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What does the "Begin Backup" command do?

Backup and Recovery Tips

So, to begin with, we identify where we're sitting in the current redo log: SQL> COL CPODR_BNO HEADING 'BLOCK NUMBER' SQL> SELECT P.CPODR_BNO FROM SYS.X$KCCCP P; BLOCK NUMBER ---------357 SQL> 1 ROW

INSERT INTO SCOTT.EMP VALUES

(8,'HARRIS',450);

CREATED.

SQL> COMMIT; COMMIT COMPLETE. SQL> COL CPODR_BNO HEADING 'BLOCK NUMBER' SQL> SELECT P.CPODR_BNO FROM SYS.X$KCCCP P; BLOCK NUMBER ---------359 And we see at this point that a simple insert of a single record has advanced the block where we're now writing compared to where we were originally by 2 O/S blocks -or 1K. Now let's re-run the same test, this time in hot backup mode. We'll begin by deleting the row just inserted, so that we can insert exactly the same data (and hence exactly the same amount of data) in the new test: SQL> 1 ROW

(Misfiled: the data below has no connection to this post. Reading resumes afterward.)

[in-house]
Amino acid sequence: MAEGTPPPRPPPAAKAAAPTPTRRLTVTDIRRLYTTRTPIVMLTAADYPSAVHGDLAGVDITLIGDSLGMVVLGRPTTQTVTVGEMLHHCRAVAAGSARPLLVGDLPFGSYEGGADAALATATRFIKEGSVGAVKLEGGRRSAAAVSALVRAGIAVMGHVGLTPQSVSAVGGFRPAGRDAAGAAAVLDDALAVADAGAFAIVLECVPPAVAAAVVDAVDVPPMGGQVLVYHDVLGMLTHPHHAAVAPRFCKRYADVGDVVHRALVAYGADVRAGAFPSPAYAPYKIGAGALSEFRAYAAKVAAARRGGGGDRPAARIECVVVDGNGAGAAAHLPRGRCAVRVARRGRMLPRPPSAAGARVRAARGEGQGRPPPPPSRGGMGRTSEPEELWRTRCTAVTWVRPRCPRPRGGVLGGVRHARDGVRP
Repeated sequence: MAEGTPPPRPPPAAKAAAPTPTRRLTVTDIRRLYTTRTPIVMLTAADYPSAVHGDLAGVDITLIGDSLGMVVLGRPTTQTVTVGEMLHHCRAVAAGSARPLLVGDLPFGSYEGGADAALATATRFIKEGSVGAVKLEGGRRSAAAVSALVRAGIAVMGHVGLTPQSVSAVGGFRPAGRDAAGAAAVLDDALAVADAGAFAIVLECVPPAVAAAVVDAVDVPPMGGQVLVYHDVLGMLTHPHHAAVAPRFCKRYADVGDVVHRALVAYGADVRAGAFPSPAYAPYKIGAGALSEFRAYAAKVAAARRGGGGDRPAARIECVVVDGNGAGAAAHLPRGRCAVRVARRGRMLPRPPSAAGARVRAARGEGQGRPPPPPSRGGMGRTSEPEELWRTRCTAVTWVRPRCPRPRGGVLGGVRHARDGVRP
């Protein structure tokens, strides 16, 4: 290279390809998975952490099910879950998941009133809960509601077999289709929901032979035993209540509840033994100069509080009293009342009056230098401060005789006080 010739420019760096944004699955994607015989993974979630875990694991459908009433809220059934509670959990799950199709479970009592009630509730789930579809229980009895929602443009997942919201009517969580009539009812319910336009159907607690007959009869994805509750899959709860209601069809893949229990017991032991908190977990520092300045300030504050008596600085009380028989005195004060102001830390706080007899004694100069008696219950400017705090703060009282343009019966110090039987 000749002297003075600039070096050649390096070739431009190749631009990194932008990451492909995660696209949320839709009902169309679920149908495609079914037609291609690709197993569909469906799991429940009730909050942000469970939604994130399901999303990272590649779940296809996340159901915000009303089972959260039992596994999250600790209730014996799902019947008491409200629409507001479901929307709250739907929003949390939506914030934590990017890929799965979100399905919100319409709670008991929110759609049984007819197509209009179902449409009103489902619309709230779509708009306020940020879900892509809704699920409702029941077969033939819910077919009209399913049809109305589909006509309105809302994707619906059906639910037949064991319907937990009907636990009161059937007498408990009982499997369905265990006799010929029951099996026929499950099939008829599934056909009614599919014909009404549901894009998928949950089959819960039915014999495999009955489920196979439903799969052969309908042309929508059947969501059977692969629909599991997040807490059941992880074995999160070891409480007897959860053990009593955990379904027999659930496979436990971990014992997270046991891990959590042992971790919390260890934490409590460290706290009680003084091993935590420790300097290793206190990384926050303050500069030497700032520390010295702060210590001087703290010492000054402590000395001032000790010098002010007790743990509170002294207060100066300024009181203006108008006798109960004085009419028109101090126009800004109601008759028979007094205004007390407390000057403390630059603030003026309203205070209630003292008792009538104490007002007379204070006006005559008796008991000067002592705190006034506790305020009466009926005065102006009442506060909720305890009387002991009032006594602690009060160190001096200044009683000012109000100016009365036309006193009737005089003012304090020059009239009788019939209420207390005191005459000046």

DELETE FROM SCOTT.EMP WHERE EMPNO=8; DELETED.

SQL> COMMIT; COMMIT COMPLETE. SQL> COL CPODR_BNO HEADING 'BLOCK NUMBER' SQL> SELECT P.CPODR_BNO FROM SYS.X$KCCCP P; BLOCK NUMBER ---------363 SQL> ALTER TABLESPACE TABLESPACE ALTERED. SQL> INSERT INTO 1 ROW CREATED. SQL> COMMIT; COMMIT COMPLETE.

USERS BEGIN BACKUP;

SCOTT.EMP VALUES

Copyright © Howard Rogers 2001

(8,'HARRIS',450);

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What does the "Begin Backup" command do?

Backup and Recovery Tips